Hacienda: Loud is the Night (Alive)

 |   |  1 min read

Hacienda: Hear Me Crying
Hacienda: Loud is the Night (Alive)

About two decades ago when magazines like Rolling Stone or rock weeklies such as Melody Maker were compiling their "best albums of all time" lists the Beatles' Sgt Pepper's and the Beach Boys' Pet Sounds would invariably be juggling for the top spot.

As time went on the baroque-pop of Sgt Pepper's of '67 was replaced by the pre-psychedelic Revolver of '66 (still a critical favourite) but increasingly you can hear the influence of the Beatles' earlier Rubber Soul alongside Pet Sounds in much contemporary pop-rock: it's the spirit of '65-'66 before everything went silly and symphonic and surreally psychedelic.

This album by a four-piece from San Antonio seems to embody exactly that ethos when songs rather concepts were paramount, when a guitar line meant more than a cello part, and when a lick of country-flavoured guitar (the young George Harrison studied Carl Perkins remember) wasn't amiss in a song which had stacked-up vocal harmonies.

In other words, Hacienda make classic pop-rock songs with an ear for a ballad but also the feel for harmony vocals like the Everly Brothers/Beach Boys/Beatles: in fact in Hear Me Crying here they unashamedly reach right back to the late Fifties for some echo guitar, Buddy Holly/Peggy Sue drumming and harmonies.

They aren't afraid to go a little "experimental" (the vocal effects on Officer) or even cover a Sonny Bono song (Baby Don't Go), and they craft a neatly modest ballad from the With the Beatles period too (Leave It This Way).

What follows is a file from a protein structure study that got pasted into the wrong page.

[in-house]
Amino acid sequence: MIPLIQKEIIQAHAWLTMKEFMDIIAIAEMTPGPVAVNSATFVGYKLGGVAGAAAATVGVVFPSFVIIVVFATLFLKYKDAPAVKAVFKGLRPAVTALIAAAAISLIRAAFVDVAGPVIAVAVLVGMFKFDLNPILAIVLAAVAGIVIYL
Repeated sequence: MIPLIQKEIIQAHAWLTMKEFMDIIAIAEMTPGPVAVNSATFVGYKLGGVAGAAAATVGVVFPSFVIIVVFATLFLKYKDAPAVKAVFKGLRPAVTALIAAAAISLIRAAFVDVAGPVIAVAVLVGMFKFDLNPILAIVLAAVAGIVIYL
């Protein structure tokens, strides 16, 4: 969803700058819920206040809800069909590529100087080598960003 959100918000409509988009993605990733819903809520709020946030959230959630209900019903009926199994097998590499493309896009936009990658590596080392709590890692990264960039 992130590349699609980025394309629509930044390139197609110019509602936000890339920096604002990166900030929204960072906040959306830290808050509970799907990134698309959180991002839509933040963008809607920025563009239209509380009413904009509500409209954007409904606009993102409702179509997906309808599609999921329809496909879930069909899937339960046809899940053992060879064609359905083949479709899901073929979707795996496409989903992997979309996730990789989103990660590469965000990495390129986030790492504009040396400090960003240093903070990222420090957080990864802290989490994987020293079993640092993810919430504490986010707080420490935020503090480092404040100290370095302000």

But mostly what you hear are echoes of Rubber Soul, the Beach Boys before the psychosis took hold, the feel for lightweight power-pop, and a hook that is not only rare but admirable.

Hacienda are also serious (the dramatic and brooding Degree of Murder which has ripples of Bacharach), but I suspect this album will be more appreciated by those who get those references than people of their own age.

Really interesting . . . and a bunch of great songs to boot. 

Share It

Your Comments

post a comment

More from this section   Music articles index

Hallelujah Picassos: Rewind the Hateman (HP/Rhythmethod)

Hallelujah Picassos: Rewind the Hateman (HP/Rhythmethod)

In one of the liner note essays here Ross Cunningham says when he first got a copy of Auckland band Hallelujah Picassos debut album Hateman in Love he kept playing it because "it sounded like... > Read more

Justin Townes Earle: Midnight at the Movies (Bloodshot/Southbound)

Justin Townes Earle: Midnight at the Movies (Bloodshot/Southbound)

Being the son of Steve Earle and named for Townes Van Zant might seem a burden to many (just how many step-mothers do you have? wasn't Townes a troubled man?) but it seems to rest easy enough with... > Read more

Elsewhere at Elsewhere

SOUNDTRACK FOR A REVOLUTION, a film by  BILL GUTTENTAG and DAN STURMAN, 2009 (Hopscotch DVD)

SOUNDTRACK FOR A REVOLUTION, a film by BILL GUTTENTAG and DAN STURMAN, 2009 (Hopscotch DVD)

Anyone who gets depressed and thinks little social progress has been made need only to look at this ultimately uplifting if sometimes horrifying film to see how far America has come in the past 50... > Read more

Breaux Bridge, Louisiana: In Cajun country

Breaux Bridge, Louisiana: In Cajun country

Norbert shuts off the small outboard and pulls the propeller out of the brackish water. He loosens the weeds which have fouled it and tosses them away. We sit in the silent stillness of Lake Martin... > Read more